If you’ve paid any attention to home and living catalogues over the years you’ve probably noticed how quickly home decor trends come and go. Just like in the world of fashion, the people who manufacture homegoods do it with one idea in mind: to keep you coming back for more.

There’s an important distinction to be made between a trend and a style. You’ve probably seen several homes that adhere to the styles of farmhouse, mid-century modern, industrial, and so on. However, within these styles there are several trends that flood magazines and houses each year. While everyone wants to keep their home up to date, it’s important to keep a watchful eye out for homegoods that are just capitalizing on the latest trends.

In this article, we’ll break down some home decor tips that will help you pick the homegoods that will look great year after year while also serving a useful function in your house. And, we’ll help you avoid the trends that put a strain on your wallet each year.

Keep the big picture in mind

When browsing through the latest Crate & Barrel catalog, it’s tempting to order items based on liking the way they look in the picture. However, it’s important to remember how it would look in your own home. This is true for many items around the home, like houseplants. If you have a farmhouse-style home, decorating it with cacti or zen gardens might appear out of place and thus will be short-lived decorations.

Aside from the inside of your home, it’s important to keep in mind the architectural style of your house. It would seem strange, for example, to enter a brownstone building in Brooklyn to find it filled with country style decorations. That isn’t to say you need to always adhere exclusively to the architectural style of the building (some juxtapositions work well together and are a fun way to give your home some originality).

Good design sticks around

Appearance isn’t everything. When it comes to things like furniture, appliances, and kitchenware you’ll find that usefulness and ease of access is a key feature. Before buying one of these items, think about whether it serves a purpose, and if it serves that purpose better than your current item. Read reviews or ask friends and family about these items before purchasing them.

Stick to the classics

One of the latest trends to hit coffee shops around the country is the tall metal stool. Sometimes they have a backrest, sometimes they don’t. They can be painted a neutral color or left metallic and unfinished.

While these stools may fit neatly into the modern, industrial look, they might not fit your particular needs. In some instances, it’s better to stick to the tried-and-true furniture items for your home. If you’re placing the stools somewhere that people are going to sit often and for long periods of time, you’ll want them to be comfortable. Don’t sacrifice comfort in your own home just because something looks good.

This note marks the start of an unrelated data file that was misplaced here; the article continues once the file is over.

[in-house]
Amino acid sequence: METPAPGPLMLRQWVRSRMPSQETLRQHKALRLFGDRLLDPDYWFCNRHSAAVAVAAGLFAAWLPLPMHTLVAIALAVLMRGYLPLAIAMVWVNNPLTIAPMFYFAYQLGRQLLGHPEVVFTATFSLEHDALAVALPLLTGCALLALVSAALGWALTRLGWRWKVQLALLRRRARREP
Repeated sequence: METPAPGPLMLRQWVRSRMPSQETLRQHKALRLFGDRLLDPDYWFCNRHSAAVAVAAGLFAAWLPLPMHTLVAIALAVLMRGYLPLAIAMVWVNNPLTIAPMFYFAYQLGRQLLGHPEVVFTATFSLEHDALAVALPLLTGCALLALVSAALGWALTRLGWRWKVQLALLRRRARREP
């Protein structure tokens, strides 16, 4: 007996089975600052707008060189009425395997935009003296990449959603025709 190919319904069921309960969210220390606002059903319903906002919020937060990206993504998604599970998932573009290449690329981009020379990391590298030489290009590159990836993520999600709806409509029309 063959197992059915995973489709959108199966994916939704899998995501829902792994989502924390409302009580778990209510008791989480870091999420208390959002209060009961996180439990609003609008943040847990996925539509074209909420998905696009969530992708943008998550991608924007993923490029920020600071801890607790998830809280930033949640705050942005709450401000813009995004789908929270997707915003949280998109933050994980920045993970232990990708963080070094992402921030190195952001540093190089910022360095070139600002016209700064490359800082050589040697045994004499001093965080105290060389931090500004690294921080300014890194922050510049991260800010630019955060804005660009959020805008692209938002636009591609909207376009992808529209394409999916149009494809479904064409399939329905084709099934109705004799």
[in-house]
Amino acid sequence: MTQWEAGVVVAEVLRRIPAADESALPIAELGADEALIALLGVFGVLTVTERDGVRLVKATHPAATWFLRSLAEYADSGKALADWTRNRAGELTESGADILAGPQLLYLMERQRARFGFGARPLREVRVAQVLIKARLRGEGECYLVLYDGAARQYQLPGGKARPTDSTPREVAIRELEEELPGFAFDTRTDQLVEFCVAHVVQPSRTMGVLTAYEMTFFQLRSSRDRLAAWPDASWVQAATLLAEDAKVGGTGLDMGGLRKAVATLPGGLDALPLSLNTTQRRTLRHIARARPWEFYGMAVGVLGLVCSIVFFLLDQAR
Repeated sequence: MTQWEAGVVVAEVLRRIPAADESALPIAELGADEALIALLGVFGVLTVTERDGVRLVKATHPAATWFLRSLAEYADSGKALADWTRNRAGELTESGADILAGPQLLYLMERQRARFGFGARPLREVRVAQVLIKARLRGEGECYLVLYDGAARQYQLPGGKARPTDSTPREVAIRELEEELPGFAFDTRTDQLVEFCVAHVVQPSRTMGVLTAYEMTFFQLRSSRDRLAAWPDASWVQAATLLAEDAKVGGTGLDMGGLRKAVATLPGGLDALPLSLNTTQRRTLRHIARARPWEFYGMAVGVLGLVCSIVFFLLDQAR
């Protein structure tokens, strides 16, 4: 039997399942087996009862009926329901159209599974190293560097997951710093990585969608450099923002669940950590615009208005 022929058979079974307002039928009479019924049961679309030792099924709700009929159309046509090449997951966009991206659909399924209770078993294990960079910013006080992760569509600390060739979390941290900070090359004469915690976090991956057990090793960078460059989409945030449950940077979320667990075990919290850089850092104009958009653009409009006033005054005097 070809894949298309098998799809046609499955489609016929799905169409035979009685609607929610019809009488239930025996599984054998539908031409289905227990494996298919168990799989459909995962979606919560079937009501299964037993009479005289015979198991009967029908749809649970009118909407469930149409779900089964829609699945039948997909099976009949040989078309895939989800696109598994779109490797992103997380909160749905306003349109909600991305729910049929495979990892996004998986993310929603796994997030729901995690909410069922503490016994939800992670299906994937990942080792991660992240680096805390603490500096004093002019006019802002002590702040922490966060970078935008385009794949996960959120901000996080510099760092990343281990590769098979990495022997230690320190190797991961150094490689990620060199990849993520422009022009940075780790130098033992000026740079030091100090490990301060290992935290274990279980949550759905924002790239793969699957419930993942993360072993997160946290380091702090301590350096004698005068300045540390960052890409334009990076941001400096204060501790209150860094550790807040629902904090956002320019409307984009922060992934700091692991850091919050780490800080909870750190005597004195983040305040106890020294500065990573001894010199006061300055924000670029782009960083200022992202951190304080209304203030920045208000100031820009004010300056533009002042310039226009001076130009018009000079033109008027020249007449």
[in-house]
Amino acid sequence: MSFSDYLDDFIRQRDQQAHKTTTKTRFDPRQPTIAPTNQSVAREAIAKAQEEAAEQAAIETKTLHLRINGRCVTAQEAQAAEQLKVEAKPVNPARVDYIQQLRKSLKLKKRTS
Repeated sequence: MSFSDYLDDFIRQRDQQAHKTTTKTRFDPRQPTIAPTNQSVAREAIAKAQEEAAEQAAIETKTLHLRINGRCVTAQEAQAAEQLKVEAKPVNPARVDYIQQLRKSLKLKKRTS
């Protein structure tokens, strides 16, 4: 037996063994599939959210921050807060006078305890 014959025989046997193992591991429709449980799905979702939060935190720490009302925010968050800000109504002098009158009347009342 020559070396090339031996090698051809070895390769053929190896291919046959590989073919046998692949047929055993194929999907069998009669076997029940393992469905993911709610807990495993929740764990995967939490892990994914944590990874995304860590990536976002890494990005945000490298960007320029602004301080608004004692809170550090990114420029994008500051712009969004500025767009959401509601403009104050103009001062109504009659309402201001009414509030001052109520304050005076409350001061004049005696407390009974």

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Excitement over buying a new house, especially if the sticker price on the house is good,could cause you to overlook key factors about the property. If you get too emotionally attached to the idea of living in a new house, you could rationalize away water stains that you see on walls. You could also dismiss how cold and damp the basement is or how humid it is in the attic.

High price of rationalizing away house problems

It’s these very defects that can cost you thousands. The trick is that you probably won’t start dealing with issues related to one or more house defects until after you move in. By then, it could be too late. Then, again you may have some safeguards.

Investing in homeowners insurance that covers standard events like fires and theft is just a start. You also want to get insurance that covers events like floods ,earthquakes, mud slides and tornadoes, whichever events generally occur in the area that the house is located in.

  • To protect yourself against house defects, ask the seller to complete a home disclosure form. Depending on the state that the house is located in, this might be required by law. If not, ask the seller to list out any known defects that the house has and to sign and date the form. Work with your attorney or real estate agent to get this document.
  • Check to see if defects that appear after you move into the house were listed on the house inspector’s report. If they were and you missed seeing the defects, you may be responsible for associated repairs. If the defects were not picked up by the inspector, contact your local housing authority. Explain the situation and see if you have legal recourse. You could also work with your attorney on this.
  • Hire your own house inspector before you move into a house. This applies whether it’s a newly constructed house or an older home.
  • Make sure that a house built before 1978 is inspected for lead paint.
  • Get the house inspected for defects such as asbestos, mold and mercury levels before you buy the house. Clearly ask inspectors to check for these items. Also, make sure that the wiring, plumbing and the roof are checked.

Paying for an independent home inspection before you buy a house is a great way to find out specific problems that you could be taking on with a new property before you sign a contract. If you live in a state like California, you can have added protections, as some state regulations require sellers to fill out, sign and date disclosures that list out known defects associated with the house they are selling.

Because you are the one who will be living in the house and maybe paying a mortgage on the property for several years, make it your responsibility to check for problems.Make it your responsibility to ensure that you’re getting the best housing deal possible and not only as it relates to the price of the house.

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